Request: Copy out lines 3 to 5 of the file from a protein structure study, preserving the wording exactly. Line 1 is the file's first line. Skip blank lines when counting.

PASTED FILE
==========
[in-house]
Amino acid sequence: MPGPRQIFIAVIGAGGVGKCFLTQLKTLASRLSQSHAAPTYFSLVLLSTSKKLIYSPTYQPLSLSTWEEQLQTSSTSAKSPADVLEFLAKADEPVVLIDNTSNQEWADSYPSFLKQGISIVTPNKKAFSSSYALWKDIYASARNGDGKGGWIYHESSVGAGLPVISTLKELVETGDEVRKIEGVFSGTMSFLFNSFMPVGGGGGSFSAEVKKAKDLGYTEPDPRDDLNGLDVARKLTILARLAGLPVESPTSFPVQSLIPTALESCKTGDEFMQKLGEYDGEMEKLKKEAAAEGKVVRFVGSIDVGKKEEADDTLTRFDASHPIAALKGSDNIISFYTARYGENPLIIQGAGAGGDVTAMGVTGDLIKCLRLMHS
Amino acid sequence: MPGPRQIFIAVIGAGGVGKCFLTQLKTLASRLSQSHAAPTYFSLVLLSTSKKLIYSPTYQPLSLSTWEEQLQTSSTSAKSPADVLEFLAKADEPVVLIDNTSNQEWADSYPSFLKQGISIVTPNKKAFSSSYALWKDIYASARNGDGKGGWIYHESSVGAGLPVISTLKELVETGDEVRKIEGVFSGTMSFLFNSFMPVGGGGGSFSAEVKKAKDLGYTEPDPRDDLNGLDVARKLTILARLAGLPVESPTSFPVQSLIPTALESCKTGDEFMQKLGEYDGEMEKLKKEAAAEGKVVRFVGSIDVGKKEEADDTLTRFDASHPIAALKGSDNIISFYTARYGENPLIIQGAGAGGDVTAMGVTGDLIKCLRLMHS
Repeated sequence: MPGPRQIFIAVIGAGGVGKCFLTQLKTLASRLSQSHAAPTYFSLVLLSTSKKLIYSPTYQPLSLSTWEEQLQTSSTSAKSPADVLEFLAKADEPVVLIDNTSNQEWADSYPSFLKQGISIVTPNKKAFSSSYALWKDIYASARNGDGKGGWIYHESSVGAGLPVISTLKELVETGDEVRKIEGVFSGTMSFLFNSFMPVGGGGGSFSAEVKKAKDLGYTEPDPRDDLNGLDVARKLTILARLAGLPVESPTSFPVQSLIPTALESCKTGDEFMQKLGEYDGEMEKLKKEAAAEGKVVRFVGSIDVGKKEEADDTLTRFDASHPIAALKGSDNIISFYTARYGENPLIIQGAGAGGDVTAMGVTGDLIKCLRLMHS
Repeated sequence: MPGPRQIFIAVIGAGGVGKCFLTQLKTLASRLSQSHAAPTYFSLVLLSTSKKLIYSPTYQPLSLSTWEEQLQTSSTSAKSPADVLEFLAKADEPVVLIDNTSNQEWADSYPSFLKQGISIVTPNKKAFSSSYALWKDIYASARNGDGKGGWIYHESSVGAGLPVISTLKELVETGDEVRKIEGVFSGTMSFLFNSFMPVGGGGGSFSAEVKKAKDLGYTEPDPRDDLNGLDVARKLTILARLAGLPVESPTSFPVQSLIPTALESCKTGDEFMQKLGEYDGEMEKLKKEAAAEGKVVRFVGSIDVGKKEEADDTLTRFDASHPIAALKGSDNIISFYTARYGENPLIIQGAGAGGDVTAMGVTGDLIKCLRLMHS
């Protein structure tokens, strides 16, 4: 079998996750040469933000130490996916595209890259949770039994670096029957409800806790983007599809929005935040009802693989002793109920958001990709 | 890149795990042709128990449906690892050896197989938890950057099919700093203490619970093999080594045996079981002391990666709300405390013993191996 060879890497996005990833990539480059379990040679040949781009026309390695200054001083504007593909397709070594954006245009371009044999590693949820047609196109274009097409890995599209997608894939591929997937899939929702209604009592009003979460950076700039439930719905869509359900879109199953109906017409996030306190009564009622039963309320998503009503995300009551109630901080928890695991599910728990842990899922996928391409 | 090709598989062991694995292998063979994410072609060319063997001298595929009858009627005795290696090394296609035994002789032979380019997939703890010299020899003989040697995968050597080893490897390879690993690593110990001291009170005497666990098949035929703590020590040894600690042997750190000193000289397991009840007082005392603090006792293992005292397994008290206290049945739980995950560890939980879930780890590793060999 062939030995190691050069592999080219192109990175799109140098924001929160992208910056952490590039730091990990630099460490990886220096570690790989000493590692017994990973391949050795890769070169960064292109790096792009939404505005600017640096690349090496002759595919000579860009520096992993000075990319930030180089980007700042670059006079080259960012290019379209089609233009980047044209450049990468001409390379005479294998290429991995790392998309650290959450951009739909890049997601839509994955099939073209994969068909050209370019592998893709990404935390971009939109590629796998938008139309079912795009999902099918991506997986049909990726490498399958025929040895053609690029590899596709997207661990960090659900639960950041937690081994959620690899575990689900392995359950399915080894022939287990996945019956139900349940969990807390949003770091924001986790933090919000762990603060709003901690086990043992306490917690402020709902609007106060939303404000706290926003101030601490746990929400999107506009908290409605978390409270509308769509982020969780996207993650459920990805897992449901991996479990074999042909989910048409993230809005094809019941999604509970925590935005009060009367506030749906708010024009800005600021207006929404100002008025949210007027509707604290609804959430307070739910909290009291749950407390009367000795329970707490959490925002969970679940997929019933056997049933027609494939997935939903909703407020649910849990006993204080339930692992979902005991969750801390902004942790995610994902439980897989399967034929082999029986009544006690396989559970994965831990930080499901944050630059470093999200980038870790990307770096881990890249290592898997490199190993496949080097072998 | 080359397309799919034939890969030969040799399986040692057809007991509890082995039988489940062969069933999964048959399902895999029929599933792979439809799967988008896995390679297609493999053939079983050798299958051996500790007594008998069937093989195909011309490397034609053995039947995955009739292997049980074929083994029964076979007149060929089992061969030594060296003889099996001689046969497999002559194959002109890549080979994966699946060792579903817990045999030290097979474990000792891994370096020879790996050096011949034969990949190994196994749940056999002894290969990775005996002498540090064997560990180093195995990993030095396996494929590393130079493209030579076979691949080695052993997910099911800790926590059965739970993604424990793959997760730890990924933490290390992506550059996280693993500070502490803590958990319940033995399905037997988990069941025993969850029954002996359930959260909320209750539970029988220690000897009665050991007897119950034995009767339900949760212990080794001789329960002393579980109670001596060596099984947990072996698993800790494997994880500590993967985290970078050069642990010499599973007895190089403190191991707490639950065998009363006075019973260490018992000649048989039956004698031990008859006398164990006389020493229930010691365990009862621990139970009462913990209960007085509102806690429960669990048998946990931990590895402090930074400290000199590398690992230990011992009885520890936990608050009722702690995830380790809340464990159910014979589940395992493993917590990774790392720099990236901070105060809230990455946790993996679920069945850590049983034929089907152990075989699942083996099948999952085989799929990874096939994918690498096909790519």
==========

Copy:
Amino acid sequence: MPGPRQIFIAVIGAGGVGKCFLTQLKTLASRLSQSHAAPTYFSLVLLSTSKKLIYSPTYQPLSLSTWEEQLQTSSTSAKSPADVLEFLAKADEPVVLIDNTSNQEWADSYPSFLKQGISIVTPNKKAFSSSYALWKDIYASARNGDGKGGWIYHESSVGAGLPVISTLKELVETGDEVRKIEGVFSGTMSFLFNSFMPVGGGGGSFSAEVKKAKDLGYTEPDPRDDLNGLDVARKLTILARLAGLPVESPTSFPVQSLIPTALESCKTGDEFMQKLGEYDGEMEKLKKEAAAEGKVVRFVGSIDVGKKEEADDTLTRFDASHPIAALKGSDNIISFYTARYGENPLIIQGAGAGGDVTAMGVTGDLIKCLRLMHS
Repeated sequence: MPGPRQIFIAVIGAGGVGKCFLTQLKTLASRLSQSHAAPTYFSLVLLSTSKKLIYSPTYQPLSLSTWEEQLQTSSTSAKSPADVLEFLAKADEPVVLIDNTSNQEWADSYPSFLKQGISIVTPNKKAFSSSYALWKDIYASARNGDGKGGWIYHESSVGAGLPVISTLKELVETGDEVRKIEGVFSGTMSFLFNSFMPVGGGGGSFSAEVKKAKDLGYTEPDPRDDLNGLDVARKLTILARLAGLPVESPTSFPVQSLIPTALESCKTGDEFMQKLGEYDGEMEKLKKEAAAEGKVVRFVGSIDVGKKEEADDTLTRFDASHPIAALKGSDNIISFYTARYGENPLIIQGAGAGGDVTAMGVTGDLIKCLRLMHS
Repeated sequence: MPGPRQIFIAVIGAGGVGKCFLTQLKTLASRLSQSHAAPTYFSLVLLSTSKKLIYSPTYQPLSLSTWEEQLQTSSTSAKSPADVLEFLAKADEPVVLIDNTSNQEWADSYPSFLKQGISIVTPNKKAFSSSYALWKDIYASARNGDGKGGWIYHESSVGAGLPVISTLKELVETGDEVRKIEGVFSGTMSFLFNSFMPVGGGGGSFSAEVKKAKDLGYTEPDPRDDLNGLDVARKLTILARLAGLPVESPTSFPVQSLIPTALESCKTGDEFMQKLGEYDGEMEKLKKEAAAEGKVVRFVGSIDVGKKEEADDTLTRFDASHPIAALKGSDNIISFYTARYGENPLIIQGAGAGGDVTAMGVTGDLIKCLRLMHS